ANIM3365 Behavioural Ecology

6 points
(see Timetable)
Semester 2UWA (Perth)Face to face
Details for undergraduate courses
  • Level 3 core unit in the Zoology major sequence
  • The area of knowledge for this unit is Life and Health Sciences
  • Category B broadening unit for students
  • Level 3 elective
This unit covers the broad area of behavioural ecology—how an animal's behaviour is adapted to its physical and social environment. The unit comprises five broad sections: (1) foundations of behavioural ecology; (2) sexual selection; (3) perception and signaling; (4) kinship, conflict, cooperation and (5) predator-prey interactions. The unit integrates these themes within an evolutionary framework that explores individual plasticity and the genetic basis of behaviour, along with a strong mechanistic basis of how perceptual systems work (e.g. vision which will set limits to behavioural capacity). Lectures are complemented by a practical component to develop skills in review and critique of the primary literature and the development of research skills. During a literature review exercise, students are guided through tutorials to locate and read original journal articles, make use of standard reference texts and online resources, and understand basic ideas and models in behavioural ecology. Students also undertake a research project to develop skills in experimental design, data collection and analysis. In both exercises (literature review and research project), students communicate their findings through formal scientific reports and short PowerPoint presentations.
Students are able to (1) understand major ideas in behavioural ecology; (2) develop research skills including experimental design, data collection, analysis and interpretation; (3) evaluate, critique, synthesise and understand the primary literature in behavioural ecology; and (4) learn to communicate clearly and concisely, demonstrating comprehension of the subject.
Indicative assessments in this unit are as follows: (1) a two-hour end-of-semester examination; (2) written and oral report on a case study; and (3) a report on a research project written as a scientific paper. Further information is available in the unit outline.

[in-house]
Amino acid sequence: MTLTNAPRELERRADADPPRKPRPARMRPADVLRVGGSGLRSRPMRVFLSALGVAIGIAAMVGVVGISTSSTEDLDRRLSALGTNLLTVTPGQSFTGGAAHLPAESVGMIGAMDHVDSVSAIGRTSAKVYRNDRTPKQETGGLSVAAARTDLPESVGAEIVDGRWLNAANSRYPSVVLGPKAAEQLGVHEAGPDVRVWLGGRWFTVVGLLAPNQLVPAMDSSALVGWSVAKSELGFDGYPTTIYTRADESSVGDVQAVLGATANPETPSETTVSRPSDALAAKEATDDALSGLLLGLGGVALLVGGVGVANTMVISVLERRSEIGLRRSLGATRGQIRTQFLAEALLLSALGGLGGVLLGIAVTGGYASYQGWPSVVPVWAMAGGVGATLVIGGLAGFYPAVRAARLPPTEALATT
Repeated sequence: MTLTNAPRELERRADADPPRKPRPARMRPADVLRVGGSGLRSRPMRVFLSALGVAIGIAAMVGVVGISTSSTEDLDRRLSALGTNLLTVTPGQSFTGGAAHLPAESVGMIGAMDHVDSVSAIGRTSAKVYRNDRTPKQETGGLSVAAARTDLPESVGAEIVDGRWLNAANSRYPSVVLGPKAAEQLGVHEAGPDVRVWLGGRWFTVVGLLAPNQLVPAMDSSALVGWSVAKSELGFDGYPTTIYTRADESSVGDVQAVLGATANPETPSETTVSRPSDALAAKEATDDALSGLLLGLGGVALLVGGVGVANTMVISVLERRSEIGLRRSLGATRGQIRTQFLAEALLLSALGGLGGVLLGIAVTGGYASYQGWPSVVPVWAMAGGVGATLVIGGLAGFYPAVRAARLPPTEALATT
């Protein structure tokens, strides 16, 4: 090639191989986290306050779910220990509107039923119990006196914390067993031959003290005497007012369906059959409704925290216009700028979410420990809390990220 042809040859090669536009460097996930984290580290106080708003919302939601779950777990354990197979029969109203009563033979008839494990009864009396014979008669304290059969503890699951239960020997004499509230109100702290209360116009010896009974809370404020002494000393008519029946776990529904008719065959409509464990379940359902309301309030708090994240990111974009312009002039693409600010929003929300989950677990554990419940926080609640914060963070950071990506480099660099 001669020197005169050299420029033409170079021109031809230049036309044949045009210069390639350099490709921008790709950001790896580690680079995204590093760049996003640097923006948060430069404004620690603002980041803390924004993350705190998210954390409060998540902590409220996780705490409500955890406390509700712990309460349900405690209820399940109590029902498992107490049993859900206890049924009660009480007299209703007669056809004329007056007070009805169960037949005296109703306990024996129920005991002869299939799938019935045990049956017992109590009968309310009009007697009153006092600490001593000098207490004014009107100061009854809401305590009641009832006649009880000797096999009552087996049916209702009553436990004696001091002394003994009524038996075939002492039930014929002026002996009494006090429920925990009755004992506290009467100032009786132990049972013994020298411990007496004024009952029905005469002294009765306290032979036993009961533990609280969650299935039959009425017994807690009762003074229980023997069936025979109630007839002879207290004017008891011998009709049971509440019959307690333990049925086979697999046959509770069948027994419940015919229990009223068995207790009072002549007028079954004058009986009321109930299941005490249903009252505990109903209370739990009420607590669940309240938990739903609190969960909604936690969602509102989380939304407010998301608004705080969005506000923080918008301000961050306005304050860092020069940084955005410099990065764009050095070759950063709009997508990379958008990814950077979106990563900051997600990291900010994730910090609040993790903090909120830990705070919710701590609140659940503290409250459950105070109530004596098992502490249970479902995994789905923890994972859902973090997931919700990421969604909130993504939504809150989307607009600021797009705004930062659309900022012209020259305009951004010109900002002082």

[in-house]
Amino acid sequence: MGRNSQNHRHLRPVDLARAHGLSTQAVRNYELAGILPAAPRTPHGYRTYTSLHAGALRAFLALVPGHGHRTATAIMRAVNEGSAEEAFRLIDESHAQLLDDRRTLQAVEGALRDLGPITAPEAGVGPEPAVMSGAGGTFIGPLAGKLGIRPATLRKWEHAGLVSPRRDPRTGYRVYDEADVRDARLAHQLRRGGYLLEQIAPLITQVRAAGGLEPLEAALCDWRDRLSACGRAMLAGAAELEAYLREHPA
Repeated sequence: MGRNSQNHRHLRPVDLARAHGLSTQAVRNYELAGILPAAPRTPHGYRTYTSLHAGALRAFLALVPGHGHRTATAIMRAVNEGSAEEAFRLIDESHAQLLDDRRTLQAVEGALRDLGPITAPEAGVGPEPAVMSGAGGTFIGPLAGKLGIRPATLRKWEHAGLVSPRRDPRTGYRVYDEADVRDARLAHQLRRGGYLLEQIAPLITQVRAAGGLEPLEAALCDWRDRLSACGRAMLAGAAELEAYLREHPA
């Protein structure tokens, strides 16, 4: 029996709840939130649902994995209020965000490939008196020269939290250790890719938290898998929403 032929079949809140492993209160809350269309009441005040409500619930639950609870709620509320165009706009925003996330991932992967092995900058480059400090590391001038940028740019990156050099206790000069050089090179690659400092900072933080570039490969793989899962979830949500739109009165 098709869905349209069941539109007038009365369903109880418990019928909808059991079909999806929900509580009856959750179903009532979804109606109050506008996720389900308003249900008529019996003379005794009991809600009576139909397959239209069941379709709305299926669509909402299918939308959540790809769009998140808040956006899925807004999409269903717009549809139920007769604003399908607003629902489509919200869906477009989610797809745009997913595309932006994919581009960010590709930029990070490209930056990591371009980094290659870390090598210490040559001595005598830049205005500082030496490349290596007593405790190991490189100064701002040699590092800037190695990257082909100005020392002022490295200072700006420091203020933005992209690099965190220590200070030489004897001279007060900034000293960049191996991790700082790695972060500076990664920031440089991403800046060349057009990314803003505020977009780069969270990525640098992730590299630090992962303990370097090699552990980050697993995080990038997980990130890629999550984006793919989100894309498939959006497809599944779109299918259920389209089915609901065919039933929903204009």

Supplementary assessment is not available in this unit except in the case of a bachelor's pass degree student who has obtained a mark of 45 to 49 overall and is currently enrolled in this unit, and it is the only remaining unit that the student must pass in order to complete their course.
Unit Coordinator(s)
Associate Professor Jonathan Evans and Associate Professor Joseph Tomkins
Unit rules
ANIM2207 Animal Function and Structure
ENVT2250 Ecology
ANIM3364 Animal Biodiversity and Conservation, ANIM3304 Behavioural Ecology
Contact hours
lectures: 2 hours per week; discussion groups: 5 hours—1 hour per week (from week 1); assessment briefings: 2 x 2 hour sessions; oral presentations: 2 x 3 hours; statistics workshop: 1 hour
  • The availability of units in Semester 1, 2, etc. was correct at the time of publication but may be subject to change.
  • All students are responsible for identifying when they need assistance to improve their academic learning, research, English language and numeracy skills; seeking out the services and resources available to help them; and applying what they learn. Students are encouraged to register for free online support through GETSmart; to help themselves to the extensive range of resources on UWA's STUDYSmarter website; and to participate in WRITESmart and (ma+hs)Smart drop-ins and workshops.
  • Books and other material wherever listed may be subject to change. Book lists relating to 'Preliminary reading', 'Recommended reading' and 'Textbooks' are, in most cases, available via the Booktopia Textbook Finder, which has the functionality to search by course code, course, ISBN and title, and may also be posted or available at the appropriate school's administrative offices. Where texts are listed in the unit description above, an asterisk (*) indicates that the book is available in paperback.